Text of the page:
Benefits Frustration Impacting Employees

This is a guest post from Robert L. Miller, vice president and senior consultant at Gregory & Appel Insurance. A longer version of this article first appeared in the Indianapolis Business Journal.

Have employees reached the tipping point where higher health care costs have forced them to think seriously about jumping ship? According to national surveys, the answer is an emphatic yes.

According to the Ninth Annual Study of Employee Benefits Trends by MetLife, “This year’s findings reveal a work force that has grown more dissatisfied and disloyal, to the point where a startling one in three employees hopes to be working elsewhere in the next 12 months.”

The study also shows that, year after year, employees who are satisfied with their benefits (especially their health plans) are more likely to be satisfied with their jobs. The more satisfied people are with their job, the higher the productivity levels and the less likely they become a turnover statistic.

Many employees are struggling to make ends meet with the rising costs of goods and services while their pay remains the same or marginally increased. The “affordability gap” is getting wider, according to the Towers Watson Health Care Cost Survey 2011.

This is an issue employers struggle with at every renewal. Employers pay 36% more for health care than they did just five years ago, and employees contribute over 45% percent more over the same period.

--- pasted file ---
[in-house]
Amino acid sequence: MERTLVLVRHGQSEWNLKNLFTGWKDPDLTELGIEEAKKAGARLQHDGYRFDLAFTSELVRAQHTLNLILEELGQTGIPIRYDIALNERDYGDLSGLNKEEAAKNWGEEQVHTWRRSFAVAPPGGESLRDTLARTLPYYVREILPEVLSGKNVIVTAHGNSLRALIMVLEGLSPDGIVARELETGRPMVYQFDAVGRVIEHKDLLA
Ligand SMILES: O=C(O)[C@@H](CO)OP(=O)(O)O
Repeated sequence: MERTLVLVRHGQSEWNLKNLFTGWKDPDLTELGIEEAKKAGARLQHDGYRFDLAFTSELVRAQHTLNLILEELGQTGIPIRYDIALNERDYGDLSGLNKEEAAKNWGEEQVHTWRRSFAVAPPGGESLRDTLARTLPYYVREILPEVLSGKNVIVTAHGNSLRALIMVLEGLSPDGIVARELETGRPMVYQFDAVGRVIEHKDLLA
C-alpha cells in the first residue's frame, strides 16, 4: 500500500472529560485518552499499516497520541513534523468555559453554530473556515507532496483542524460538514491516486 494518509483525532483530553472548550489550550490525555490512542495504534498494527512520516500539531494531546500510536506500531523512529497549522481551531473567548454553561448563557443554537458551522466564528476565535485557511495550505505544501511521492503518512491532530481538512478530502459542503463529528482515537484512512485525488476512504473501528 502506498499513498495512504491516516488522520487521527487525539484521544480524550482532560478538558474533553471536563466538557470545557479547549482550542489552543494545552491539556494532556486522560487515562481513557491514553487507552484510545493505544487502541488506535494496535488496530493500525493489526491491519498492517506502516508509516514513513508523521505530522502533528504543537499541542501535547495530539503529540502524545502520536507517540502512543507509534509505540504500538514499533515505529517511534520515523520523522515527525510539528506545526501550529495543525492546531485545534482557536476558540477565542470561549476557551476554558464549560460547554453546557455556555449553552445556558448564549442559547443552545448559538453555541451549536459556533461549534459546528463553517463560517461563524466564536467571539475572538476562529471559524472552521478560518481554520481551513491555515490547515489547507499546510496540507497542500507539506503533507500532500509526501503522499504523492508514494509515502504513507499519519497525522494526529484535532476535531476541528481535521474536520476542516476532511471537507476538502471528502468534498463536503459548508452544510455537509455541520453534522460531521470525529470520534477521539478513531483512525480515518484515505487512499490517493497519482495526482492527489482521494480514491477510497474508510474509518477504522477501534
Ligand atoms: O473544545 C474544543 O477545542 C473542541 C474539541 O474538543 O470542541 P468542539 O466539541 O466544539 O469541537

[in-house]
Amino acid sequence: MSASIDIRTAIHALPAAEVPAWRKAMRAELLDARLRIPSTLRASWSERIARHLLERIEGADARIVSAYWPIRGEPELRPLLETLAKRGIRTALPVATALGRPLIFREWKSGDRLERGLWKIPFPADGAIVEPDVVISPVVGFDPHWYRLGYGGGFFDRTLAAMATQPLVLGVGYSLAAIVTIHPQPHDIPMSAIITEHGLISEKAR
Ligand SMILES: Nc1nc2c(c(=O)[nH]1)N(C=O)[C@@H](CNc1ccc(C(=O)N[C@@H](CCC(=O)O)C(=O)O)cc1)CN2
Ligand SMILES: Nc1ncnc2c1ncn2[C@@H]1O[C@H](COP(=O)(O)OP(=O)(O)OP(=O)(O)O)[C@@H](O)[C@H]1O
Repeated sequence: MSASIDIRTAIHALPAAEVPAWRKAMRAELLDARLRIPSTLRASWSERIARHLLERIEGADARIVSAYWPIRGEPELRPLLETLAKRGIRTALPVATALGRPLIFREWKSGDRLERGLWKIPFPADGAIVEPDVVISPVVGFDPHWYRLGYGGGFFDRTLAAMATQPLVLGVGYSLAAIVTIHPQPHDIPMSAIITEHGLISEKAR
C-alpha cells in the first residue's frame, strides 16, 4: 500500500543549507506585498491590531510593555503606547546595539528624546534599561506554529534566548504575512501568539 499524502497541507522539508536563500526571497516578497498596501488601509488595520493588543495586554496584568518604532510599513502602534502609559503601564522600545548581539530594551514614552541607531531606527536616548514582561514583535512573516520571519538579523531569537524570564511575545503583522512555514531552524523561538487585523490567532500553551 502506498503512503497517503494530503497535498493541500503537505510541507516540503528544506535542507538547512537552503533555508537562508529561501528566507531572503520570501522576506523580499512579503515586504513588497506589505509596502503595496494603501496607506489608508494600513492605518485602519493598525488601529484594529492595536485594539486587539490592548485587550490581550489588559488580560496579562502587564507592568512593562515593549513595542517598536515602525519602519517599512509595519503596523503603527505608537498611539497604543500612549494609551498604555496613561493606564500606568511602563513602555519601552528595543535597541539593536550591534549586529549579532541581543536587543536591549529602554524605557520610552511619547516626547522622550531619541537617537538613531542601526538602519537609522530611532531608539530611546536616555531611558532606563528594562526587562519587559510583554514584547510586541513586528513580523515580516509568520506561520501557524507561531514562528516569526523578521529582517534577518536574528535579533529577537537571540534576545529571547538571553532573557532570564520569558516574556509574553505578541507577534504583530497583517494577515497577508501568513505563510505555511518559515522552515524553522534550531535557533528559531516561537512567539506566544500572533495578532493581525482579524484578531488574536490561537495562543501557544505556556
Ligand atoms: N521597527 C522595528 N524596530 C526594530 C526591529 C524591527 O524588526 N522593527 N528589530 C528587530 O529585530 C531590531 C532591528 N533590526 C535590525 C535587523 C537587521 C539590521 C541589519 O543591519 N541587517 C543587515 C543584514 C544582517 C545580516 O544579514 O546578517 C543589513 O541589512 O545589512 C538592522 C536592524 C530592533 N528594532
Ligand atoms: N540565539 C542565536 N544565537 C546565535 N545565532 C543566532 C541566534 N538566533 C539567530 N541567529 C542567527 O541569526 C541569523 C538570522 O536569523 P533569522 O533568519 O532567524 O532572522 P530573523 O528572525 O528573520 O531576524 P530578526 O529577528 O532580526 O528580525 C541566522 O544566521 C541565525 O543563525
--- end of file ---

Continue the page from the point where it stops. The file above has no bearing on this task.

As the economy continues to pick up, top employees will keep an eye open for that next job that has better benefits at a lower cost for them. This will have a major impact on a business if it starts losing top talent.

Surveys have shown that employees in all age groups rate health care as their top concern. Yet employers continue to believe employees are loyal, and they do not appear tuned in to this potential flight risk. But as the economy recovers, there is evidence employees are more likely to seek other employment opportunities — especially as many are feeling frustrated in their jobs.

Employers must lower their health care cost and engage their work force to become partners in this ongoing struggle to control cost. Without significant changes to medical plans and getting employees more engaged, morale will continue to decline and bring productivity down with it.

This is not the time to lose sight of how benefits help with employee attraction, retention and productivity. Start communicating with employees about health care cost, what they can do to help costs and share the true cost of medical coverage.

Survey: Boomers Retiring on Time, After All

Been there, done that and now it’s time to have fun!

Retirement is coming early for Baby Boomers, according to a new study challenging the prevailing notion that seniors are postponing their workforce departures.

The MetLife report reveals that among individuals born in 1946 (the year the Baby Boom began), 59% were either partially or fully retired by age 65. Men (born in ’46) continued working, on average, until age 59.7. For women, the milestone was 57.2.

You know the famous “you’re only as old as you feel” expression? Most participants, on average, share that they won’t consider themselves old until they near 80 (age 79 to be exact). How cool is that?

Here’s one of the best findings, in my opinion: 96% of respondents are enjoying retirement at least somewhat.

Hooray! We may not have to keep our noses to the grindstone as long as we initially thought. And it’s encouraging to know that when we do bid our jobs a (hopefully friendly) farewell, the best may be yet to come.